Issa Rae Breaks Barriers with HBO’s Insecure

Words by Aliyah Weemscr2acdnvuaemgdg-640x800

From YouTube to the New York Times best-seller list and now the big screen, Issa Rae is the first black woman to be the lead on an HBO show. Insecure, created and executive produced by Rae, made its long-awaited debut on Friday, October 9th.

The 31 year-old Los Angeles based comedian created and starred in a web series, The Misadventures of Awkward Black Girl, that began in 2011 and drew in over 700,000 viewers. In 2012, the web series received the Shorty Award for Best Web Show.

Since then, Rae has started a production company and released a New York Times best-selling memoir, The Misadventures of Awkward Black Girl, that was published in 2015. Issa’s web content has garnered more than 25 million views and over 200,000 subscribers on YouTube.

In addition to making the Forbes 30 under 30 list twice, she has worked on content with Pharrell Williams, Ava DuVernay, Shonda Rhimes and Tracey Edmonds.

Insecure, created by Rae and Larry Wilmore, is a comedy series that explores the female black experience in a way that has never been done before. Black women in television are often portrayed as confident, strong and flawless.

“I want to make this very clear. This is not the quintessential black-woman experience, it’s a very specific type of experience” says Rae in an interview with Time Magazine.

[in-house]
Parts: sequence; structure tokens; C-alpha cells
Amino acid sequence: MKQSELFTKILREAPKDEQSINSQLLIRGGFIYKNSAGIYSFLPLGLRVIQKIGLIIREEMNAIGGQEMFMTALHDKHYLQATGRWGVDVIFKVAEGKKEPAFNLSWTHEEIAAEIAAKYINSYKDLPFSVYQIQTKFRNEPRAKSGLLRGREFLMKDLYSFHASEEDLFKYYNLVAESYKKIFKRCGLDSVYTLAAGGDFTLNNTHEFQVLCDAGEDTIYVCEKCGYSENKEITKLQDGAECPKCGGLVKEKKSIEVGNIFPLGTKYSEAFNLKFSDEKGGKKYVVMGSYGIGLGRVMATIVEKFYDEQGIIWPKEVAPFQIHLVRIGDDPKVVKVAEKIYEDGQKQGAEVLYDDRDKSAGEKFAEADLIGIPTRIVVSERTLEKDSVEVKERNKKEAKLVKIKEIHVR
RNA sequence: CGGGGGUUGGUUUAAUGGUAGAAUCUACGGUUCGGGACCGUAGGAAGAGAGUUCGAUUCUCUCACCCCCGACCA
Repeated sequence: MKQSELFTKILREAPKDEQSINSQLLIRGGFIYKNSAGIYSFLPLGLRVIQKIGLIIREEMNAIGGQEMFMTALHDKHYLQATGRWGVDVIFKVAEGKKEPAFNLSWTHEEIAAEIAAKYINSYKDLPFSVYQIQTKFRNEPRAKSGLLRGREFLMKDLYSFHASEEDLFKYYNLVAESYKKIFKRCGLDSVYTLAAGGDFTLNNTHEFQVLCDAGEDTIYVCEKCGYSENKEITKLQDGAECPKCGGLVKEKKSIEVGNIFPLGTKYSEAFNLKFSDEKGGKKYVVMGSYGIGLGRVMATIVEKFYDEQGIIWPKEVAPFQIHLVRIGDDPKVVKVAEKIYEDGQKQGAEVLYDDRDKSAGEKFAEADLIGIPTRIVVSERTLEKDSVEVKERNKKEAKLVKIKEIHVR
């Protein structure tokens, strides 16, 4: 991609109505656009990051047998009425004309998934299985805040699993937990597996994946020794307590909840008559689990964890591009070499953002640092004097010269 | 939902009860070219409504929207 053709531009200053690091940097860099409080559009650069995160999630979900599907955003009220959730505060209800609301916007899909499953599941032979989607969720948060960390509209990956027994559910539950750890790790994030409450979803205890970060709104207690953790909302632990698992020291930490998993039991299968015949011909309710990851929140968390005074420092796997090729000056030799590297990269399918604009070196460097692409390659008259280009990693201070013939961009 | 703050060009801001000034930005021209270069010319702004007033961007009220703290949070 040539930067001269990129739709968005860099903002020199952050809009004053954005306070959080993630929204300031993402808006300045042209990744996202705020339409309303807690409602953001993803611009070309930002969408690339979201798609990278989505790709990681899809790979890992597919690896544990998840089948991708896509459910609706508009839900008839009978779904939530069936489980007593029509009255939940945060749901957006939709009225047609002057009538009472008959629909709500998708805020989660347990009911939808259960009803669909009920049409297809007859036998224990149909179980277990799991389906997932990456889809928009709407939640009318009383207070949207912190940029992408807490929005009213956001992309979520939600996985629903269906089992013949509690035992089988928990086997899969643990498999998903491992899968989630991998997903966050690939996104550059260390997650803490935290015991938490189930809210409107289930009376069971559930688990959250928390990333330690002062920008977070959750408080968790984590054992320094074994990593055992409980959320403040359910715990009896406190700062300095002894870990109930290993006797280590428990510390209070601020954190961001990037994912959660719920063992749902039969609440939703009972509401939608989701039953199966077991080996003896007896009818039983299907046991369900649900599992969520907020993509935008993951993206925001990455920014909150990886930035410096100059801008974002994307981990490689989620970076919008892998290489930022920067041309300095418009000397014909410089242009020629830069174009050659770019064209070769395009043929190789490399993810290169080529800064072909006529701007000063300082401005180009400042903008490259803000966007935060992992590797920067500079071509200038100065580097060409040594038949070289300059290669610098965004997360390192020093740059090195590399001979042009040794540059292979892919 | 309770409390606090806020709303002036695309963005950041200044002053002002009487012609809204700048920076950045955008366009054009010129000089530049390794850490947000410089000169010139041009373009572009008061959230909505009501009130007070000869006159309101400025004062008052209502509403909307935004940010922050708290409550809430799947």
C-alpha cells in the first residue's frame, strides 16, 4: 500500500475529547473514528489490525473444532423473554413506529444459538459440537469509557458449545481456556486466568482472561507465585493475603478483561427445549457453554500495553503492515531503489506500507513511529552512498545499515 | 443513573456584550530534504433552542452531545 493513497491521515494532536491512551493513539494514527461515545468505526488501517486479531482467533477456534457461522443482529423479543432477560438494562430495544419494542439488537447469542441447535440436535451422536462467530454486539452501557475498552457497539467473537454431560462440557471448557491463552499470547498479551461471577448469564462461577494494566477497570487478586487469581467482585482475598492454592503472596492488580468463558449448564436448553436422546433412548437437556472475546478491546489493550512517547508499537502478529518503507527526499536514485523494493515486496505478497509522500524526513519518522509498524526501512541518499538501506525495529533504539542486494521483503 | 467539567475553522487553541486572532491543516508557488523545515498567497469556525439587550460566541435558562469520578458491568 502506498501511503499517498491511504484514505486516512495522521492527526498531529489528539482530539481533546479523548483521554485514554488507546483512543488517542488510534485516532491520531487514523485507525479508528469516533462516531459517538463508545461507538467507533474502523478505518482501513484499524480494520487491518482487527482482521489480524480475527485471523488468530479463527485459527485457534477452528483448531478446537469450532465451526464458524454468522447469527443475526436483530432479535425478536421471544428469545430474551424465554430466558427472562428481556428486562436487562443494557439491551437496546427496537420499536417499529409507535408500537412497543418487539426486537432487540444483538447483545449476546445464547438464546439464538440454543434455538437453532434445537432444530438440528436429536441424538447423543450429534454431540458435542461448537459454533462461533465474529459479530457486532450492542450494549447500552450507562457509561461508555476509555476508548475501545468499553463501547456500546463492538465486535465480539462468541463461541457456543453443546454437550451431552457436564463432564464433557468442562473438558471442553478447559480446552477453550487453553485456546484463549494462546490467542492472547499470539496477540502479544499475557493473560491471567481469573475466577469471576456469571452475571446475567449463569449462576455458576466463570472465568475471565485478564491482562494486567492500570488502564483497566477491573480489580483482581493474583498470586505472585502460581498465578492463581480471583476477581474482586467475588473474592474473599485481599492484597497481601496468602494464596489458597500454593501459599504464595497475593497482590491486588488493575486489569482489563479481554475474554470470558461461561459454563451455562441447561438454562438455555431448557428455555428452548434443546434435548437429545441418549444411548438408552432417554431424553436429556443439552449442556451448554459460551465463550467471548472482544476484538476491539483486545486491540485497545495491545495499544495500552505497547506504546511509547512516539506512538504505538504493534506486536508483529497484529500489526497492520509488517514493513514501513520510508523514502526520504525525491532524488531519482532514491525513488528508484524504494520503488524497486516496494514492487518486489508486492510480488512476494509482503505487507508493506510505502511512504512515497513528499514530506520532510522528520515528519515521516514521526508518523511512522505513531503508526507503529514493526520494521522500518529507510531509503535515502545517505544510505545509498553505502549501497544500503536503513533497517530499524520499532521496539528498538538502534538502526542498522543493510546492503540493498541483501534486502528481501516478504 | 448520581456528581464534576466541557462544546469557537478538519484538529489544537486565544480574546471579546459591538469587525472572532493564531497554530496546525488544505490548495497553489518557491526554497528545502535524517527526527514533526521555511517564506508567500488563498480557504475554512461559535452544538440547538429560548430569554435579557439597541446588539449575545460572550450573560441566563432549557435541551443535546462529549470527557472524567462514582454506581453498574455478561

Rae’s character, also named Issa, is every thing but that. Issa is a funny, awkward black woman, who is navigating a mediocre job at a youth nonprofit and trying to find her way in an unsatisfying relationship with longtime boyfriend Lawrence (Jay Ellis). Molly (Yvonne Orji), Issa’s best friend, is an incredibly successful lawyer who struggles with finding the right guy and is constantly searching for external ways to fix her life.

Black female friendship is one of the central themes in Insecure. These two best friends must face their own realities as they attempt to navigate different worlds and deal with an endless series uncomfortable experiences. Issa expressed the importance of representation for black female friendships.

“It’s so important to show that black women do have friends” Rae tells Vanity Fair. “We’re not all just fighting and punching each other and cursing each other out and ending up on the Shade Room together”.

Aside from the relatable themes in Insecure, Rae makes it clear that she is not trying to tell every black woman’s story. But instead her goal is to tell a good, close-ended story that has not been told before.

Insecure airs on Sundays at 10:30pm ET.  If you want to know more about Issa Rae and Insecure, visit http://www.issarae.com/

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